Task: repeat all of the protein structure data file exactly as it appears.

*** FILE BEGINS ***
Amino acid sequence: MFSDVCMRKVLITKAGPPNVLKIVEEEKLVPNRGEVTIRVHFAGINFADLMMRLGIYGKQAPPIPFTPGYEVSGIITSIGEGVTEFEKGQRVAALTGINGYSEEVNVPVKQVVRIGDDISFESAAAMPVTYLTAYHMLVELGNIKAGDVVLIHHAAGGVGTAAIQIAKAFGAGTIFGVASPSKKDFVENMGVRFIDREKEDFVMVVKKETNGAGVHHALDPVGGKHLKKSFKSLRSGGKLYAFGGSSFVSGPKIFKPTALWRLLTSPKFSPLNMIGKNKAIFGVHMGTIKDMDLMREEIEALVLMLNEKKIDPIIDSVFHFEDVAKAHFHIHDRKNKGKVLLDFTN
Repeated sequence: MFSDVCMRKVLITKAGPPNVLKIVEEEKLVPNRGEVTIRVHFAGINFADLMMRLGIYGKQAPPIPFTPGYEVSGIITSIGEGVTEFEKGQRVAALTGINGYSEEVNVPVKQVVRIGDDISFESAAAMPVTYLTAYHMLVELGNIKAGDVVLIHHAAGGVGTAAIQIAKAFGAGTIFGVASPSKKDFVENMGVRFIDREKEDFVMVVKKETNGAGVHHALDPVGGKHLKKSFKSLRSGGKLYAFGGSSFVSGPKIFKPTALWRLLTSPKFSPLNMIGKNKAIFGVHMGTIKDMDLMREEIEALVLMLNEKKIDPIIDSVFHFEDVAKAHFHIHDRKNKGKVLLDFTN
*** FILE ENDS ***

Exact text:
Amino acid sequence: MFSDVCMRKVLITKAGPPNVLKIVEEEKLVPNRGEVTIRVHFAGINFADLMMRLGIYGKQAPPIPFTPGYEVSGIITSIGEGVTEFEKGQRVAALTGINGYSEEVNVPVKQVVRIGDDISFESAAAMPVTYLTAYHMLVELGNIKAGDVVLIHHAAGGVGTAAIQIAKAFGAGTIFGVASPSKKDFVENMGVRFIDREKEDFVMVVKKETNGAGVHHALDPVGGKHLKKSFKSLRSGGKLYAFGGSSFVSGPKIFKPTALWRLLTSPKFSPLNMIGKNKAIFGVHMGTIKDMDLMREEIEALVLMLNEKKIDPIIDSVFHFEDVAKAHFHIHDRKNKGKVLLDFTN
Repeated sequence: MFSDVCMRKVLITKAGPPNVLKIVEEEKLVPNRGEVTIRVHFAGINFADLMMRLGIYGKQAPPIPFTPGYEVSGIITSIGEGVTEFEKGQRVAALTGINGYSEEVNVPVKQVVRIGDDISFESAAAMPVTYLTAYHMLVELGNIKAGDVVLIHHAAGGVGTAAIQIAKAFGAGTIFGVASPSKKDFVENMGVRFIDREKEDFVMVVKKETNGAGVHHALDPVGGKHLKKSFKSLRSGGKLYAFGGSSFVSGPKIFKPTALWRLLTSPKFSPLNMIGKNKAIFGVHMGTIKDMDLMREEIEALVLMLNEKKIDPIIDSVFHFEDVAKAHFHIHDRKNKGKVLLDFTN